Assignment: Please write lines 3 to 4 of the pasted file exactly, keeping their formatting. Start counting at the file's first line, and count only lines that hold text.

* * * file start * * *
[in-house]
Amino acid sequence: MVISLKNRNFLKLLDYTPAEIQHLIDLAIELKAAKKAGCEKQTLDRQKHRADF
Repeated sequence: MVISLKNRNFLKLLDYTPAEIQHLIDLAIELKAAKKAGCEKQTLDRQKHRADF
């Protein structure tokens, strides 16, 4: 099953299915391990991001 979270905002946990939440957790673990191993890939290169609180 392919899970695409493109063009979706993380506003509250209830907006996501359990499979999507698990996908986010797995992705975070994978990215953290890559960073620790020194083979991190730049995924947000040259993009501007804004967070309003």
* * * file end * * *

Repeated sequence: MVISLKNRNFLKLLDYTPAEIQHLIDLAIELKAAKKAGCEKQTLDRQKHRADF
């Protein structure tokens, strides 16, 4: 099953299915391990991001 979270905002946990939440957790673990191993890939290169609180 392919899970695409493109063009979706993380506003509250209830907006996501359990499979999507698990996908986010797995992705975070994978990215953290890559960073620790020194083979991190730049995924947000040259993009501007804004967070309003």